Game 4 Preview: Golden State Warriors vs. San Antonio Spurs

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What has transpired in the Western Conference is, in no uncertain terms, unfortunate. The San Antonio Spurs were poised to give the Warriors their first competitive series of the playoffs before Kawhi Leonard went down with an ankle injury in Game 1. Since then, a potentially thrilling showdown between the conference’s two best franchises has been relegated to a mere afterthought.

Now a week removed from Leonard’s injury, the Spurs are just one game away from being swept out the playoffs. After falling to the Golden State Warriors by a score of 120-108 in Game 3, legendary head coach Gregg Popovich is nearly out of answers. Of course, to make matters worse, the Spurs started the series without Tony Parker, promptly lost Leonard and then forfeited David Lee to injury two minutes into his stint during Saturday’s game.

Losing three rotation players — much less the best two-way athlete in the league — against any playoff team would be a tough pill to swallow, but against the Warriors, it means certain death. On this particular night, it was JaVale McGee’s 16 first half points that anchored Golden State long enough to take control against the beaten down Spurs. Even with Draymond Green’s foul trouble and a staggering 21 team turnovers, the result was never in question for Golden State after the break.

Kevin Durant scored 19 of his 33 points in the third quarter and added 10 rebounds on 11-for-19 from the floor to lead the No. 1 seed one game closer to their third straight appearance in the NBA Finals. The Warriors hit 40.7 percent of their three-point attempts (11-for-27) and the starters finished with a strong plus-minus of 84 on the road, which all but spells doom for San Antonio.

As well-coached as the Spurs are, there’s just not enough firepower remaining to take down one of the league’s elite offenses, particularly so four times in a row. Manu Ginobili performed valiantly in defeat, turning back the clock once again for 21 points in 18 minutes off the bench, but that was as good as it got for the Spurs. As Popovich continues to tinker with his lineup in hopes of finding a desperation Hail Mary, Kyle Anderson got the start and tallied six points, nine rebounds, five assists and a block, but Patty Mills’ struggles (2-for-10) counteracted those positive signs of life.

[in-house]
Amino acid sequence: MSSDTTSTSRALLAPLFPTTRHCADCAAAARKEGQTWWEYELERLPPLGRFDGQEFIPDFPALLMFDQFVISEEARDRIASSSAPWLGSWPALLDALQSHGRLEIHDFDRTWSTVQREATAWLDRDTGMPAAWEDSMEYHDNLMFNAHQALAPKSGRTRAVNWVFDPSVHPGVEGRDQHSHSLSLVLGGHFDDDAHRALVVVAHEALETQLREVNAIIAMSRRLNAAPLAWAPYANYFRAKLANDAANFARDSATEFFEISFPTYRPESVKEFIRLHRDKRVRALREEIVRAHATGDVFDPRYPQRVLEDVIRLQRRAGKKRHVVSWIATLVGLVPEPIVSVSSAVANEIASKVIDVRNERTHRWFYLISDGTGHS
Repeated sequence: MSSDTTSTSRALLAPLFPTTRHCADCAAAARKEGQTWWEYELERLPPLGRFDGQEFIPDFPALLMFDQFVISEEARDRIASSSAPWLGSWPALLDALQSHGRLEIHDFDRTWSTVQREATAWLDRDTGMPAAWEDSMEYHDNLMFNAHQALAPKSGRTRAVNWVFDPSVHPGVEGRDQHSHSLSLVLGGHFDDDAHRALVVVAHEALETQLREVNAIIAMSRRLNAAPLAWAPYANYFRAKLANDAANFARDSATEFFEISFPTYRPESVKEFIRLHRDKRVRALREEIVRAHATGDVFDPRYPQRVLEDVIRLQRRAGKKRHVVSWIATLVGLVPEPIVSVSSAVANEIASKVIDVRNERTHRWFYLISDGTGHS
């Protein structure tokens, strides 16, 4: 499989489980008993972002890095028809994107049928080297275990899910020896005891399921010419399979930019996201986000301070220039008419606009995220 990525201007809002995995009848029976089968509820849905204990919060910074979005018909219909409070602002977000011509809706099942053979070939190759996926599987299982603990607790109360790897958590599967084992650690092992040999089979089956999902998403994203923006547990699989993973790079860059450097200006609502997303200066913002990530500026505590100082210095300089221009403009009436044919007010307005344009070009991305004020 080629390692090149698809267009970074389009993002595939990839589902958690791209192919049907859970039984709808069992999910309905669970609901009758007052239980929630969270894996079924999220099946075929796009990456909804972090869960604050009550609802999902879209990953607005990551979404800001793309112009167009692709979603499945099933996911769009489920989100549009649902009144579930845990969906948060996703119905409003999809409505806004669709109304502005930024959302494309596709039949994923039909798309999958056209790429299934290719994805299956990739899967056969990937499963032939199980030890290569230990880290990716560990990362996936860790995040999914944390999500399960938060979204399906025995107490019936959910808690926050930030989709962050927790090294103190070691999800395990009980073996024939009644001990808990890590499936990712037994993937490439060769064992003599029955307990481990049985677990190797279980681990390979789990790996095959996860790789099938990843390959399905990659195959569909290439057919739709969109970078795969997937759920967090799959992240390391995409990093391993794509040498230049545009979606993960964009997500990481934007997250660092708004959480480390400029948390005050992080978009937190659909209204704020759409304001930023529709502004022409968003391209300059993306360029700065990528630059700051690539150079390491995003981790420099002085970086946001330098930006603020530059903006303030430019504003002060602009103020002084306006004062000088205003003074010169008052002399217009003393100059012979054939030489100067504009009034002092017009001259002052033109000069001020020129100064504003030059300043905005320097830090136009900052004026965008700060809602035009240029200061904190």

If there’s a silver lining for the Spurs to take from this series, it may as well be Jonathon Simmons’ continued emergence. Ahead of his first-ever payday this summer, Simmons has performed fantastically both off the bench and as a starter for San Antonio. Simmons’ 14 points in Game 3 has bumped his series total to 48, mostly in the absence of the aforementioned Leonard.

For San Antonio to make Game 4 competitive, they’ll need more from LaMarcus Aldridge, who continues to take heat for his non-aggressive playstyle. Although Aldridge finished with 18 points on 7-for-17 shooting, he’s left a lot to be desired as the go-to player without Leonard on the court. Going toe-to-toe offensively with a team like Golden State is tricky, but when your first option struggles to break double digits at times, that’s not exactly a recipe for success.

While the Spurs will hope that Leonard can return for Monday’s do-or-die Game 4, the damage has already been done. As Ginobili succinctly put it to reporters during the postgame pressers: “For us to win [Game 4], we have to play at a 10, and [the Warriors] have to play at a 7.”

Well said, Manu.

Who Wins Game 4?

Until Leonard is officially announced as fit and ready, the Warriors will convincingly keep their edge in this series. The Spurs and their scrappy group of veterans still have a chance of winning a game at home, particularly so if Leonard can return. But if Leonard is hobbled or remains out, then not much will change in Game 4 and the Warriors will almost assuredly sweep their way to the NBA Finals.